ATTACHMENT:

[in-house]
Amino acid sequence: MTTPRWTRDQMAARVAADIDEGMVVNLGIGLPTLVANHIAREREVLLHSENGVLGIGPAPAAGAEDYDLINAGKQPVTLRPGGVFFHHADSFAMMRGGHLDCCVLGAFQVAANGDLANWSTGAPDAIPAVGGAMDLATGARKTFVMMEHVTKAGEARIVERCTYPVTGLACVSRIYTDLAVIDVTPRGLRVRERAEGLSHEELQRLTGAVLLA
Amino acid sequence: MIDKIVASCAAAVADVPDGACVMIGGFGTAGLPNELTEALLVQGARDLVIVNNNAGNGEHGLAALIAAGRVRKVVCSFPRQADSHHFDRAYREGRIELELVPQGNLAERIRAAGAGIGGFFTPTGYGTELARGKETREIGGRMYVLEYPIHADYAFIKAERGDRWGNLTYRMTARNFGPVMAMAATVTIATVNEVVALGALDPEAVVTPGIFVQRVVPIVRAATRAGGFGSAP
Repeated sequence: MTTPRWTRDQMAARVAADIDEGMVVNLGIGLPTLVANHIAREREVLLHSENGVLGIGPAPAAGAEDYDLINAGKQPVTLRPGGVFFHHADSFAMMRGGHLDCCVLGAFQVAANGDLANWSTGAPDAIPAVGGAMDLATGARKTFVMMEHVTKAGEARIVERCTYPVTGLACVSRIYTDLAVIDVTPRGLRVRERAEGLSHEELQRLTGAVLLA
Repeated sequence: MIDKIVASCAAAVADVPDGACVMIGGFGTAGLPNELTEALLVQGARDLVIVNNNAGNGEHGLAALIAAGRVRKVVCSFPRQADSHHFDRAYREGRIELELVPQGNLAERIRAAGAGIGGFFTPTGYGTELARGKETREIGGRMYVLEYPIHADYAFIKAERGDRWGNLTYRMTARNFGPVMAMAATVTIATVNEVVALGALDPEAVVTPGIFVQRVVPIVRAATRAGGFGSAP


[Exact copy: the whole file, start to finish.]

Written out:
[in-house]
Amino acid sequence: MTTPRWTRDQMAARVAADIDEGMVVNLGIGLPTLVANHIAREREVLLHSENGVLGIGPAPAAGAEDYDLINAGKQPVTLRPGGVFFHHADSFAMMRGGHLDCCVLGAFQVAANGDLANWSTGAPDAIPAVGGAMDLATGARKTFVMMEHVTKAGEARIVERCTYPVTGLACVSRIYTDLAVIDVTPRGLRVRERAEGLSHEELQRLTGAVLLA
Amino acid sequence: MIDKIVASCAAAVADVPDGACVMIGGFGTAGLPNELTEALLVQGARDLVIVNNNAGNGEHGLAALIAAGRVRKVVCSFPRQADSHHFDRAYREGRIELELVPQGNLAERIRAAGAGIGGFFTPTGYGTELARGKETREIGGRMYVLEYPIHADYAFIKAERGDRWGNLTYRMTARNFGPVMAMAATVTIATVNEVVALGALDPEAVVTPGIFVQRVVPIVRAATRAGGFGSAP
Repeated sequence: MTTPRWTRDQMAARVAADIDEGMVVNLGIGLPTLVANHIAREREVLLHSENGVLGIGPAPAAGAEDYDLINAGKQPVTLRPGGVFFHHADSFAMMRGGHLDCCVLGAFQVAANGDLANWSTGAPDAIPAVGGAMDLATGARKTFVMMEHVTKAGEARIVERCTYPVTGLACVSRIYTDLAVIDVTPRGLRVRERAEGLSHEELQRLTGAVLLA
Repeated sequence: MIDKIVASCAAAVADVPDGACVMIGGFGTAGLPNELTEALLVQGARDLVIVNNNAGNGEHGLAALIAAGRVRKVVCSFPRQADSHHFDRAYREGRIELELVPQGNLAERIRAAGAGIGGFFTPTGYGTELARGKETREIGGRMYVLEYPIHADYAFIKAERGDRWGNLTYRMTARNFGPVMAMAATVTIATVNEVVALGALDPEAVVTPGIFVQRVVPIVRAATRAGGFGSAP